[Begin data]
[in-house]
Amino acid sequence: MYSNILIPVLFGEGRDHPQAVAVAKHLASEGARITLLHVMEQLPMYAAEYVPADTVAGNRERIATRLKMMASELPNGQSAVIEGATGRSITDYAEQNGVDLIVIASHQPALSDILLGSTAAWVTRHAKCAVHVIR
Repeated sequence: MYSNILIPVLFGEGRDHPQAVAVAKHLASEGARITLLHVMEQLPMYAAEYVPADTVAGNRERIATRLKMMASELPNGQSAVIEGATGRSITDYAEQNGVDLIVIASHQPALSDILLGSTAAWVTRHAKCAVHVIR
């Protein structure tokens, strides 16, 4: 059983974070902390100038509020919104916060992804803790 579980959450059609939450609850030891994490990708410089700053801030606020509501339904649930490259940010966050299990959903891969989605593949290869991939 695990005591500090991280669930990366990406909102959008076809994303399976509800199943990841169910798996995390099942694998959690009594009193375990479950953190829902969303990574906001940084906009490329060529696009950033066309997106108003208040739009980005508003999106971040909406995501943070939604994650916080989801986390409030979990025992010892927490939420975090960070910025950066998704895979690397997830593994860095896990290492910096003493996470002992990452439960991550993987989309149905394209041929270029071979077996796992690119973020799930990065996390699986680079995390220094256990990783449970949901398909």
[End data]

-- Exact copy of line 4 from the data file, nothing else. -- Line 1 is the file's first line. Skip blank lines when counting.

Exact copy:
């Protein structure tokens, strides 16, 4: 059983974070902390100038509020919104916060992804803790 579980959450059609939450609850030891994490990708410089700053801030606020509501339904649930490259940010966050299990959903891969989605593949290869991939 695990005591500090991280669930990366990406909102959008076809994303399976509800199943990841169910798996995390099942694998959690009594009193375990479950953190829902969303990574906001940084906009490329060529696009950033066309997106108003208040739009980005508003999106971040909406995501943070939604994650916080989801986390409030979990025992010892927490939420975090960070910025950066998704895979690397997830593994860095896990290492910096003493996470002992990452439960991550993987989309149905394209041929270029071979077996796992690119973020799930990065996390699986680079995390220094256990990783449970949901398909």